WMU-Cooley Law School Mission Motivated Mexican-American attorney: Legal education not only for the privileged

From where I stand, as a Mexican American attorney from a mid-sized All American city in Texas, I say our critics can be our motivators. In 2008, I knew the rumors about WMU-Cooley's supposed open admissions beforehand, but did some research and saw things differently. They give qualified people a chance. And I knew I was qualified. I was working full time with undocumented immigrant children and decided to go to law school. 

In college I worked several jobs while I received my bachelor's degree in Sociology and Theatre. My college GPA wasn't the best, but I graduated and began working as a caregiver for children detained by Homeland/ICE. Those kids, refugees/immigrants/asylees and victims/survivors motivated me to finally enroll in law school. I took the LSAT after buying a book and studying nights and on the weekends, in between working 12-hour shifts taking care of kids who had nearly all been diagnosed with PTSD. 

Rebekah D. MasonI did not do well on the LSAT. For a moment, I considered holding off on law school, to study more and take the test again. But I worried about whether or not my score would improve, and decided I would start applying to law schools that I thought might give me a chance to go to law school, and give me my opportunity to help change the world. I was passionate about serving others and representing people who wanted and needed their voices to be heard. I did not get into my first, or second or third choices of law schools. Instead, the schools I thought were for me, didn't agree that I was right for them. It was hard to apply to law schools, because each application cost money, and there was not a lot of extra money lying around my house, despite the long hours dedicated to my job.

I remember running back to work 72 hours in a row during Hurricane Rita, while the city of Houston evacuated, (right after Katrina had hit and devastated New Orleans). I stayed around for the kids to help them feel safe. And even though applying to WMU-Cooley was free, I had no interest in moving to Michigan. I had never seen real snow, let alone survived a winter! Even more, when the letter of admission arrived, I threw it away, imagining that I would receive other options. But no one else wanted me to enroll in their school, and eventually the rejection letters stopped coming. Several weeks later, I called WMU-Cooley and asked for a new copy of my admission letter and started thinking about moving to Michigan to pursue my dream of a legal education.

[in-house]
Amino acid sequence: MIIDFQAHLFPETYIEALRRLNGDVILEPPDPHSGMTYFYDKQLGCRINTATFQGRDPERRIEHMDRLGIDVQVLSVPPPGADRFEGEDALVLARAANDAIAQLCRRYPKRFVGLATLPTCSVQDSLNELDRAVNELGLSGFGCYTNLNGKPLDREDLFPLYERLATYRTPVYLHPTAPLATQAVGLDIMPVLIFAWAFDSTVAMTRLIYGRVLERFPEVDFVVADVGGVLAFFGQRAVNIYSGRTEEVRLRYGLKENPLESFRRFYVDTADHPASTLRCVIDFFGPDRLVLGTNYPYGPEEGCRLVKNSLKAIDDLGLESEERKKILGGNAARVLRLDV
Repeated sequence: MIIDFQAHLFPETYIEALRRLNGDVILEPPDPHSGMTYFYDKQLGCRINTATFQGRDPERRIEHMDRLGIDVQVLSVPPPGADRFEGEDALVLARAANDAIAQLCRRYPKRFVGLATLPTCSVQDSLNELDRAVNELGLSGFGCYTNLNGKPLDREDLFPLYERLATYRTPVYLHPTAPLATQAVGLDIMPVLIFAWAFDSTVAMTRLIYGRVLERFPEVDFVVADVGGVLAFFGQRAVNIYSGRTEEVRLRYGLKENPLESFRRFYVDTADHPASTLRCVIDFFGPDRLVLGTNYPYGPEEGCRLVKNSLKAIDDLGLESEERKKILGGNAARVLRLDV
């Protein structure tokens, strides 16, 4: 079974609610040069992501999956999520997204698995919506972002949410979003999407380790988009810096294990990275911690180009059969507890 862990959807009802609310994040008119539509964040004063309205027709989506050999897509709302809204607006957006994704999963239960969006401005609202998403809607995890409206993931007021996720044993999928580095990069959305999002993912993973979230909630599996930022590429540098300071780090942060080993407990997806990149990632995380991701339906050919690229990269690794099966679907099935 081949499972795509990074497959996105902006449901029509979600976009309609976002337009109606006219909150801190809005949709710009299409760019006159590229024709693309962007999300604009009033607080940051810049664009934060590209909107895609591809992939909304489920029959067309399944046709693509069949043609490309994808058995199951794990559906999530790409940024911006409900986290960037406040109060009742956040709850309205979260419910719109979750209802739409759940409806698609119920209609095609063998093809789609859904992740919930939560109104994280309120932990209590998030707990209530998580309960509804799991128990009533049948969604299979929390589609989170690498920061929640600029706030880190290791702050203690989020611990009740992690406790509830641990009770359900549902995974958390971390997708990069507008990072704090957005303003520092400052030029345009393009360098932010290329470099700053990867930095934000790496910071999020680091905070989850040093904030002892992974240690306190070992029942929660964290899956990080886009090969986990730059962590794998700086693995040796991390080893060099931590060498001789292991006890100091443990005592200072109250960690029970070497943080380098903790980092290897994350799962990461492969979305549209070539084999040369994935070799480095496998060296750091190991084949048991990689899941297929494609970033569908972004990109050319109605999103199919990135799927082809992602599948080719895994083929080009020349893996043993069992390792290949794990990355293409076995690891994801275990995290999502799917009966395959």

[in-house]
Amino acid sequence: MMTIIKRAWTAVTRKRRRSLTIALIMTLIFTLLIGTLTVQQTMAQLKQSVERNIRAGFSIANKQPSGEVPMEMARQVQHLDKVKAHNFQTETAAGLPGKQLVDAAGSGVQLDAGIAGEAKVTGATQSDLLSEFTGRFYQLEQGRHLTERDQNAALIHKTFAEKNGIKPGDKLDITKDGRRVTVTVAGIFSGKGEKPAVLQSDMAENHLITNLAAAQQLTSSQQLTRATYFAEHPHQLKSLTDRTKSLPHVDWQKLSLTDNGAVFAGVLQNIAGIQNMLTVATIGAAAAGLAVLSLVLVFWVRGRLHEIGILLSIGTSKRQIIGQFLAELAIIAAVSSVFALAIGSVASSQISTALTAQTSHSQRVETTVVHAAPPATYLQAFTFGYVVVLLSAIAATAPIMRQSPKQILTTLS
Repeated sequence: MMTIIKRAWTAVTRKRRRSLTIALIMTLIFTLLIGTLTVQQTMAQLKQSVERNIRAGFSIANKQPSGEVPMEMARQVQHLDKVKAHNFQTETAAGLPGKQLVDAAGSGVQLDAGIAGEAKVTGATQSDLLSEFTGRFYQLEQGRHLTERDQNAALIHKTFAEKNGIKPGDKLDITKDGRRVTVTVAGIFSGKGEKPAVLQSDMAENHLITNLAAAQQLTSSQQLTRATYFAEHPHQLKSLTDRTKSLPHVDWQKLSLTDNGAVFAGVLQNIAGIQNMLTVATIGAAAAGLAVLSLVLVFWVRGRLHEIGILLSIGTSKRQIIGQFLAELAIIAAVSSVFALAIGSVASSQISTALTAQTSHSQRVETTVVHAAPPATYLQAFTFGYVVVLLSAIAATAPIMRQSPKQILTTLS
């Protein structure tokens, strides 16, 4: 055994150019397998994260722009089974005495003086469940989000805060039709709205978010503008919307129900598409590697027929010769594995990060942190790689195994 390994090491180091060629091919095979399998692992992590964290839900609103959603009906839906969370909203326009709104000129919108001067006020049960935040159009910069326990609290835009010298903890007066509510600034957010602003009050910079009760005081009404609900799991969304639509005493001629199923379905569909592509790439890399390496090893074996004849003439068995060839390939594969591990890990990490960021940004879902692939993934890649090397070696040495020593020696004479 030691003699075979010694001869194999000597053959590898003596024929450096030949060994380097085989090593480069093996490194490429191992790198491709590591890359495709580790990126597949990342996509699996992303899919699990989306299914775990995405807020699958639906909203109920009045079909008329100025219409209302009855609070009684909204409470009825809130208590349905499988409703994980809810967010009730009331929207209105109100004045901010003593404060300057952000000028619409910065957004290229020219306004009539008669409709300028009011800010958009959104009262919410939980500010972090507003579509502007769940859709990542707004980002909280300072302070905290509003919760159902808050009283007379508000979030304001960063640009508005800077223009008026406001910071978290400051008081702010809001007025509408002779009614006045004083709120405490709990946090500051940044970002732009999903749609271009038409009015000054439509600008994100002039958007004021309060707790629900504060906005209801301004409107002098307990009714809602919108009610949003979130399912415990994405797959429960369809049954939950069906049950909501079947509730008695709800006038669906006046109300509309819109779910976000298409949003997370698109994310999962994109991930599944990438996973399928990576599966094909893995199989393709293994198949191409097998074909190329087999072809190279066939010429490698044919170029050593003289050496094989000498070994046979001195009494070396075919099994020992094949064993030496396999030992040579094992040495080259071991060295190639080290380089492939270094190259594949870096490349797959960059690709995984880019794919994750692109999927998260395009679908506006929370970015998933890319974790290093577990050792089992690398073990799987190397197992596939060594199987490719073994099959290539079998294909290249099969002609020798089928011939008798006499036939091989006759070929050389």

And I am so glad I did. I fell in love with local Michiganders. My church group became my rock in Lansing, as well as my diverse and amazing group of friends, similarly situated from all over the nation who also converged in Lansing and at WMU-Cooley. Moreover, the education was top notch. I was educated and drilled into becoming better every day; I was ready for the practice of law when I left WMU-Cooley. And unlike most law schools in the country, my classmates and friends looked diverse. We were more diverse than a lot of law schools that never gave me a second thought.

Rebekah D. MasonSince my legal education, I am proud to say, that I have been working toward the greater good in a variety of ways. I started out fighting for low-income folks displaced by natural disasters right after law school and coordinating a veterans project that served low-income Texans in need of civil legal services. And now, I serve Washington, D.C. senior citizens who are in need of economic and health security.

Last month we got the good news that my client, a surviving spouse of a retired Air Force veteran, will receive $40,000 in back benefits from the Air Force and $700-a-month going forward for the rest of her life! It only took me four years to convince the Department of Defense Accounting Services and the Air Force Board for Correction of Military Records to recognize her as a surviving spouse – something she likely not could have done on her own. I am privileged to have help her through the good work we do in the Veterans Advocacy Project. Every day my job is hard, but I make the legal profession proud, and I would imagine WMU-Cooley Law School can share in that, and what I have been able to accomplish for my clients with my degree.

Even with my dream of becoming a lawyer, and not being ready for WMU-Cooley at first, I am grateful that WMU-Cooley was ready and willing to give me a chance get a law degree and to change the world for the better. I am doing it – one day at a time – detractors be damned. With WMU-Cooley's free application and innovative admission methods, I was able to do what I might not have been able to do otherwise.  

Medicaid advocacy and strategy story

Veterans Advocacy Project video

Washington Post Article about our Veterans work


— Rebekah D. Mason, WMU-Cooley graduate 


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